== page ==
“David” – Donatello

  • Date of creation: 1440s
  • Height: 158 centimeters.
  • Location: Museo Nazionale di Bargello (Florence, Italy)

This “David” is a completely different version of the same biblical hero. It was created by Donatello in the 1440s, more than three decades after the master completed his first version of this object. Donatello (life years 1386-1466) worked on the first marble version between 1408 and 1409.

It is the very first bronze sculpture, known as the first fully standing unsupported Renaissance sculpture and the first fully nude figure created since antiquity. This statue “wears” only a hat and boots and is depicted shortly after David beheads Goliath.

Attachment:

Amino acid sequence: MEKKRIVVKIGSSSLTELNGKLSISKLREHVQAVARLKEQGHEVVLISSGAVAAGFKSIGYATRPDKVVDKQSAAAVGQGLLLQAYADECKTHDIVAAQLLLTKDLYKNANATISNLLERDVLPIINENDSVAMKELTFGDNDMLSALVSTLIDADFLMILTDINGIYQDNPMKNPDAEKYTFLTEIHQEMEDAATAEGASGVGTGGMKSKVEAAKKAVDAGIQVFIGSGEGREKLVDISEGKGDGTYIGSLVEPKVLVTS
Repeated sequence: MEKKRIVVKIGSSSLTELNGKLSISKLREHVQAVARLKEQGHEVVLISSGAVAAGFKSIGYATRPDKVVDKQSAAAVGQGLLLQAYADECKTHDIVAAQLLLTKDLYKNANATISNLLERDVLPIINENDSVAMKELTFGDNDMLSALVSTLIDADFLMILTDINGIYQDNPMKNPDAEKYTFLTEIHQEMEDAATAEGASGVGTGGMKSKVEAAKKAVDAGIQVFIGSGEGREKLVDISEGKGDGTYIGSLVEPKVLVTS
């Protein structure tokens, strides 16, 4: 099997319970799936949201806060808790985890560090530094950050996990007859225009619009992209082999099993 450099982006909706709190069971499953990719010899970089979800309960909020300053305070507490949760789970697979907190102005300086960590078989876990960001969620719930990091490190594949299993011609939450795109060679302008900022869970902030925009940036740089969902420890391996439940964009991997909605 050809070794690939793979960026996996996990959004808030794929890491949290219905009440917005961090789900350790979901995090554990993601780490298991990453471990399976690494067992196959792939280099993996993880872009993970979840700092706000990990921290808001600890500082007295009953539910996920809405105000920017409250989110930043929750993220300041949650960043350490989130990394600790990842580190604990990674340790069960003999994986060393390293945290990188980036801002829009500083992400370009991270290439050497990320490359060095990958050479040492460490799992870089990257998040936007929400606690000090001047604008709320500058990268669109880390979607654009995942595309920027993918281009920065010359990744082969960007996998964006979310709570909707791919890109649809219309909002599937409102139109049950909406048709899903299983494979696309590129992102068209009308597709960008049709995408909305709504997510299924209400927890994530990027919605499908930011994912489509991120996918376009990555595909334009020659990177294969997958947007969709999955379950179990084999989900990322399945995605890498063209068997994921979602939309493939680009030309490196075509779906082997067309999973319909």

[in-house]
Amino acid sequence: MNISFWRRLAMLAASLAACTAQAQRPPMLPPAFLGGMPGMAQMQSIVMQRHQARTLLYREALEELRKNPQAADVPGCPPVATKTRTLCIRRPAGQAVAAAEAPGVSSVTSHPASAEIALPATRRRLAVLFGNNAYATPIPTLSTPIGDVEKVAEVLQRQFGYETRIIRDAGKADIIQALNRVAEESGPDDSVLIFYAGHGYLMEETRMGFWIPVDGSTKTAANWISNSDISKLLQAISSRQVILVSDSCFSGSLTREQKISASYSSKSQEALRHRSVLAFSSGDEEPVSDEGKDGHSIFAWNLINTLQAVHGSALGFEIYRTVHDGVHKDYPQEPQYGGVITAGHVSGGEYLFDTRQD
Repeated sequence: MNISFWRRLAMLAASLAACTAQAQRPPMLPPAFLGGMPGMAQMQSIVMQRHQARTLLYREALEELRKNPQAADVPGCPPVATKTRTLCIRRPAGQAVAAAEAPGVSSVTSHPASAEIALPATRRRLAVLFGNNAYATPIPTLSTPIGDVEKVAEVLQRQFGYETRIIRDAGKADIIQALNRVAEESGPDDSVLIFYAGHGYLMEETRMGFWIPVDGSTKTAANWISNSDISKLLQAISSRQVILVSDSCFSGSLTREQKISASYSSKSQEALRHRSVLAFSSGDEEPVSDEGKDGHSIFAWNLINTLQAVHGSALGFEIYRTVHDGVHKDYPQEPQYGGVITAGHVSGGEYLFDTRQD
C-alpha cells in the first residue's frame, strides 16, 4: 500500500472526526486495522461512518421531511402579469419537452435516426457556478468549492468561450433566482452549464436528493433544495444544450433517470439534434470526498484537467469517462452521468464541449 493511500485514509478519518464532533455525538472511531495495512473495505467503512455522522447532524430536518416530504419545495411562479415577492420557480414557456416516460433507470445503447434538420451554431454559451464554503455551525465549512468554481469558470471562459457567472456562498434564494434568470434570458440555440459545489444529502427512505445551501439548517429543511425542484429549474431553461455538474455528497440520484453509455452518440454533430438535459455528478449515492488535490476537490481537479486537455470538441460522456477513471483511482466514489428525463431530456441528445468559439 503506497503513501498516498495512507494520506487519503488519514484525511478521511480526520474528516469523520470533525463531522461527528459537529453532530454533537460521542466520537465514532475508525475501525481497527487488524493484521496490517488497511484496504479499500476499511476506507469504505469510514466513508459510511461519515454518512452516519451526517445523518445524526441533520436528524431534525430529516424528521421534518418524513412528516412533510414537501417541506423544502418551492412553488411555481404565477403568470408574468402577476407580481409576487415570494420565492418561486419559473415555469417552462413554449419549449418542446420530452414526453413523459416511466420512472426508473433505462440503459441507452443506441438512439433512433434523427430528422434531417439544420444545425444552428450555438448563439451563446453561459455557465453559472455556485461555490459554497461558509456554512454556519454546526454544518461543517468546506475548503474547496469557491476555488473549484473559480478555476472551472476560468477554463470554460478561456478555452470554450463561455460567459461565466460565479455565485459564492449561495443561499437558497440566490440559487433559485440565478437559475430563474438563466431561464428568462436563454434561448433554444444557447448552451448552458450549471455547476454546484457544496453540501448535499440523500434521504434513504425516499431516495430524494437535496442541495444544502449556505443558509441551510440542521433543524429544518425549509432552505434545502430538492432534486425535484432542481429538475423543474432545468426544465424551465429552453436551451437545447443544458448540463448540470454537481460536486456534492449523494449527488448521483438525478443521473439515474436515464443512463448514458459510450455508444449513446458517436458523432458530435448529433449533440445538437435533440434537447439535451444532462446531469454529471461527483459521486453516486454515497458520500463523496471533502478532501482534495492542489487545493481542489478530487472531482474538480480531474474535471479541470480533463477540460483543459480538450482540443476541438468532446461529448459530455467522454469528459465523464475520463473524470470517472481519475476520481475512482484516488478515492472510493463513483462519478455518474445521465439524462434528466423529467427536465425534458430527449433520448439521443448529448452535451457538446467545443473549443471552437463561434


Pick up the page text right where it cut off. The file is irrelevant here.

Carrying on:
“Pieta” – Michelangelo

  • Date of creation: 1498-1499
  • Dimensions: 174 x 195 centimeters
  • Location: St. Peter’s Basilica (Vatican City, Rome, Italy)

“The Pieta” is another incredible work of art created by Michelangelo and completed a couple of years before he began work on “David.” The sculpture was commissioned in the late 15th century to adorn the tombstone of a French cardinal named Jean de Billières.

It adorned the cardinal’s chapel until it was moved to its current location, St. Peter’s Basilica, in the 18th century. It is the defining sculpture of the Renaissance because it was the very first work to depict the dead body of Jesus Christ on the lap of his grieving mother Mary.

“Perseus with the Head of Medusa” – Benvenuto Cellini

  • Date of creation: 1545-1554
  • Height: 519 centimeters
  • Location: Loggia dei Lanzi (Florence, Italy)